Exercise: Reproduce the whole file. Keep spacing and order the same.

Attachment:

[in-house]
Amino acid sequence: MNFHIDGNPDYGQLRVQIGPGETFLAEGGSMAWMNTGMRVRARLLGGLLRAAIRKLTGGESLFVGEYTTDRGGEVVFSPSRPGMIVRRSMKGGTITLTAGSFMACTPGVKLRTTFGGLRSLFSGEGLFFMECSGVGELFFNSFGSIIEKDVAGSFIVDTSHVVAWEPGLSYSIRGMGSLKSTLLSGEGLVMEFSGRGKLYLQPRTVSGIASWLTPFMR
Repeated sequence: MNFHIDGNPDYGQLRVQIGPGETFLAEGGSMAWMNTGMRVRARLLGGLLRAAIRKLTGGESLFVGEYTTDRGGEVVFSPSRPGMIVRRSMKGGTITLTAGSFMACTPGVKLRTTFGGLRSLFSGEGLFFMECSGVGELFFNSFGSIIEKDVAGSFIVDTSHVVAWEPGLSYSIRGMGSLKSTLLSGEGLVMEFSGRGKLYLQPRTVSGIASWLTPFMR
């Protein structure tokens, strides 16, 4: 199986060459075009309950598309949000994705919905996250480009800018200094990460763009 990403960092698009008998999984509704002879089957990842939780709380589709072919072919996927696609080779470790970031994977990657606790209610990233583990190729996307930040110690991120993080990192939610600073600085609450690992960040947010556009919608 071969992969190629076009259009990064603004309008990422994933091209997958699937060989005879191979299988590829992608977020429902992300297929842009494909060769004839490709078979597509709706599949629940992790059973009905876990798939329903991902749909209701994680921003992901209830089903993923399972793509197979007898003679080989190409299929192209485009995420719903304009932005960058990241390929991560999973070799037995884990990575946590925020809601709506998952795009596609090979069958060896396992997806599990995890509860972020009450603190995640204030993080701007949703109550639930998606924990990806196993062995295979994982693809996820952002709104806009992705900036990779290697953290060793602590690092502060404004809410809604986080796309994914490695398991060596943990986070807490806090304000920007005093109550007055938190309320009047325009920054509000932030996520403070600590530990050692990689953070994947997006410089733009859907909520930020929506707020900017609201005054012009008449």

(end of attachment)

[in-house]
Amino acid sequence: MNFHIDGNPDYGQLRVQIGPGETFLAEGGSMAWMNTGMRVRARLLGGLLRAAIRKLTGGESLFVGEYTTDRGGEVVFSPSRPGMIVRRSMKGGTITLTAGSFMACTPGVKLRTTFGGLRSLFSGEGLFFMECSGVGELFFNSFGSIIEKDVAGSFIVDTSHVVAWEPGLSYSIRGMGSLKSTLLSGEGLVMEFSGRGKLYLQPRTVSGIASWLTPFMR
Repeated sequence: MNFHIDGNPDYGQLRVQIGPGETFLAEGGSMAWMNTGMRVRARLLGGLLRAAIRKLTGGESLFVGEYTTDRGGEVVFSPSRPGMIVRRSMKGGTITLTAGSFMACTPGVKLRTTFGGLRSLFSGEGLFFMECSGVGELFFNSFGSIIEKDVAGSFIVDTSHVVAWEPGLSYSIRGMGSLKSTLLSGEGLVMEFSGRGKLYLQPRTVSGIASWLTPFMR
């Protein structure tokens, strides 16, 4: 199986060459075009309950598309949000994705919905996250480009800018200094990460763009 990403960092698009008998999984509704002879089957990842939780709380589709072919072919996927696609080779470790970031994977990657606790209610990233583990190729996307930040110690991120993080990192939610600073600085609450690992960040947010556009919608 071969992969190629076009259009990064603004309008990422994933091209997958699937060989005879191979299988590829992608977020429902992300297929842009494909060769004839490709078979597509709706599949629940992790059973009905876990798939329903991902749909209701994680921003992901209830089903993923399972793509197979007898003679080989190409299929192209485009995420719903304009932005960058990241390929991560999973070799037995884990990575946590925020809601709506998952795009596609090979069958060896396992997806599990995890509860972020009450603190995640204030993080701007949703109550639930998606924990990806196993062995295979994982693809996820952002709104806009992705900036990779290697953290060793602590690092502060404004809410809604986080796309994914490695398991060596943990986070807490806090304000920007005093109550007055938190309320009047325009920054509000932030996520403070600590530990050692990689953070994947997006410089733009859907909520930020929506707020900017609201005054012009008449």